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There’s a lot of debate surrounding antidepressants and weight loss. Some people claim that antidepressants cause weight loss, while others say they don’t. So, what’s the truth?
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There is a lot of debate surrounding the topic of antidepressants and weight loss. Some people believe that antidepressants can cause weight loss, while others believe that they can actually lead to weight gain. The truth is that it really depends on the individual. Some people may experience weight loss while taking antidepressants, while others may experience weight gain. There is no one-size-fits-all answer to this question.
There are a variety of factors that can affect weight loss or gain while taking antidepressants, such as the type of antidepressant, dosage, and individual physiology. It’s important to remember that everyone is different and will respond to medications differently. If you’re concerned about your weight while taking antidepressants, talk to your doctor about your options.
What are antidepressants?
Antidepressants are a type of medication used to treat depression, anxiety, and other mental health conditions. They can also be used to treat other conditions such as chronic pain. Antidepressants work by increasing the levels of certain chemicals in the brain, which can improve mood and alleviate symptoms.
Side effects of antidepressants
Most people who take antidepressants don’t experience any weight loss. In fact, some may even gain weight. This is because the medication can cause increased appetite or make you feel fuller longer.
Weight loss is generally not considered a side effect of antidepressant medications, but it can occur in some people. If you’re concerned about your weight while taking antidepressants, talk to your doctor. They can help you create a plan to manage any potential weight gain.
Weight loss and antidepressants
While many people experience weight gain as a side effect of antidepressant medication, some people may lose weight. Weight loss is more common with certain types of antidepressants, such as bupropion (Wellbutrin).
Bupropion is an antidepressant that can also help people quit smoking. It’s thought to work by increasing levels of norepinephrine and dopamine in the brain. These are neurotransmitters that affect mood and appetite.
A review of 24 studies found that people taking bupropion lost an average of 2.6% of their body weight over 12 weeks. That’s about 3 pounds (1.3 kg) for a 150-pound (68-kg) person (1).
Other antidepressants that may cause weight loss include:
While these medications may cause weight loss, they’re not always the most effective option for treating obesity or other eating disorders. If you’re struggling to lose weight, talk to your doctor about other options, such as lifestyle changes or other medications.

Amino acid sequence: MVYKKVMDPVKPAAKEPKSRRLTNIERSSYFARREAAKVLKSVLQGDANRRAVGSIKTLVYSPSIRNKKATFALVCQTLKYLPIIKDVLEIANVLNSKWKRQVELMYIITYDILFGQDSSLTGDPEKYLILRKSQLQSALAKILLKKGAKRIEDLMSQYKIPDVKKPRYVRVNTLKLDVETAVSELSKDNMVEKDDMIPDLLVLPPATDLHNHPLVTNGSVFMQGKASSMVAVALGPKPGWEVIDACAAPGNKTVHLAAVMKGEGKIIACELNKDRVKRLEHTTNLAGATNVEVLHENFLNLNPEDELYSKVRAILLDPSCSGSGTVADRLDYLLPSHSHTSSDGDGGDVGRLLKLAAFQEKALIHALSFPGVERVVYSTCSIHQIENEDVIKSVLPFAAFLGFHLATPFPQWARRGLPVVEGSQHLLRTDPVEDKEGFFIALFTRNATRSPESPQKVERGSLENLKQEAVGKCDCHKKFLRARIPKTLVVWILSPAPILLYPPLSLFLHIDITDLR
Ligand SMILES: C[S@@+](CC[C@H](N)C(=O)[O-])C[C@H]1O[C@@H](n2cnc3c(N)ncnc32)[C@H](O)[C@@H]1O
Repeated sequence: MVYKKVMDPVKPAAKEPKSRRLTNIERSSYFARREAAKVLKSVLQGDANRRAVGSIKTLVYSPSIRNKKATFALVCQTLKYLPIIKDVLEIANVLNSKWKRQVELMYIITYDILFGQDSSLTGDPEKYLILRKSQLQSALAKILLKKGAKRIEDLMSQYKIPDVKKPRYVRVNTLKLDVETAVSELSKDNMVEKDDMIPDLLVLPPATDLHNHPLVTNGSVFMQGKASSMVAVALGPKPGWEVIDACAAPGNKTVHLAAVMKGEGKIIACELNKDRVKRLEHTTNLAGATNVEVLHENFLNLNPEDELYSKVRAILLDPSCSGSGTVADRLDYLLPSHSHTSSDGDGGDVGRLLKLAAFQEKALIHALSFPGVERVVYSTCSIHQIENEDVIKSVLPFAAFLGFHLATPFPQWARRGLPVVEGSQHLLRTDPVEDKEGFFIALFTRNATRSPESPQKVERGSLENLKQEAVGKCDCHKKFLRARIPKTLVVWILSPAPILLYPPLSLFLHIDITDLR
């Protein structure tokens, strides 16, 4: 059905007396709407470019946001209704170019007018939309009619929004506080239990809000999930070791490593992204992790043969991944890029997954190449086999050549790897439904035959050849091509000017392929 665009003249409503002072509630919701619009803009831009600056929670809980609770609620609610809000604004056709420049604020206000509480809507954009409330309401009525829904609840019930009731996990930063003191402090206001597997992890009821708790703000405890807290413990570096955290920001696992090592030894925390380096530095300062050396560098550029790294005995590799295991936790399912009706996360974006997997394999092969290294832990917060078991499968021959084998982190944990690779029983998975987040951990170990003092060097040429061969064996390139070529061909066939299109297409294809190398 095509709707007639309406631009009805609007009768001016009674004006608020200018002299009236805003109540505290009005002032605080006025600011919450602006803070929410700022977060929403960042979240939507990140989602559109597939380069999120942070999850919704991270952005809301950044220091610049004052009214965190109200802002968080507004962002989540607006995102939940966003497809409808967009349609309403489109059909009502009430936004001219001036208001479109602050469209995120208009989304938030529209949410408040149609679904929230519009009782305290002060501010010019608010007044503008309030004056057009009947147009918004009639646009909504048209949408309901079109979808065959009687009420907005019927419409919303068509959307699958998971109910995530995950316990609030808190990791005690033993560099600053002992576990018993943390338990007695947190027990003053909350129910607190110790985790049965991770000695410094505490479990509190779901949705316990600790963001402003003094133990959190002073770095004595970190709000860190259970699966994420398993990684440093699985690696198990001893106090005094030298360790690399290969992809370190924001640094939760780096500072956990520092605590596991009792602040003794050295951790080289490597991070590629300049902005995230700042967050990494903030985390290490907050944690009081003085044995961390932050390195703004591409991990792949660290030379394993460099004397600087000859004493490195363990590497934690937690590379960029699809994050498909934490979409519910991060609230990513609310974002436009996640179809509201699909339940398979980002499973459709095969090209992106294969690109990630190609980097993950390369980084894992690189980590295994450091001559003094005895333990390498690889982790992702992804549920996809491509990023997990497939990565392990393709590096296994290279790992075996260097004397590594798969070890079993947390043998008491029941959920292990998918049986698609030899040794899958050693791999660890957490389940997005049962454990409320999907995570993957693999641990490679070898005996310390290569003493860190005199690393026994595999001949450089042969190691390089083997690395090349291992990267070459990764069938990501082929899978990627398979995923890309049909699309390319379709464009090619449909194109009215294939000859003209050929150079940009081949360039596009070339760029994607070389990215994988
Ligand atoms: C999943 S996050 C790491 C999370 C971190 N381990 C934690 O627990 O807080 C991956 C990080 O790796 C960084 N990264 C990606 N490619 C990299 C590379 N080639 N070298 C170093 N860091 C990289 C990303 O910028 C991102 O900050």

Do antidepressants cause weight loss?
It is common for people to experience weight loss when they first start taking antidepressants. This is because when your body adjusts to the medication, your metabolism may change. Weight loss may also be a side effect of other medications you are taking.
Weight loss as a side effect of antidepressants
While weight loss is a side effect of some antidepressants, it is not a common one. According to the Mayo Clinic, most people who take antidepressants gain weight. If you are concerned about weight gain, speak to your doctor about which antidepressant may be right for you.
Weight loss as a result of taking antidepressants
Although weight loss is a potential side effect of taking antidepressants, it is not a common one. In fact, most people who take antidepressants gain weight.
There are a variety of reasons why antidepressants might cause weight loss. For example, some types of antidepressants can cause nausea, which can lead to weight loss if you lose your appetite or vomit regularly. Other antidepressants may increase your metabolism or affect how your body absorbs and stores fat.
If you are concerned about gaining weight while taking antidepressants, talk to your doctor about other options. Some antidepressant medications are less likely to cause weight gain than others. And there are a variety of other treatment options for depression that do not involve taking medication, such as therapy or lifestyle changes.
It is clear that there is no one-size-fits-all answer to the question of whether or not antidepressants cause weight loss. While some people may experience a decrease in appetite and consequent weight loss when taking these medications, others may find that their appetite increases, leading to weight gain.
There are a variety of factors that may influence how an individual responds to antidepressants with regards to weight, including the specific medication being taken, the dosage, and the person’s individual physiology and metabolism. If you are concerned about your weight while taking antidepressants, speak to your doctor about ways to manage your weightloss (or gain).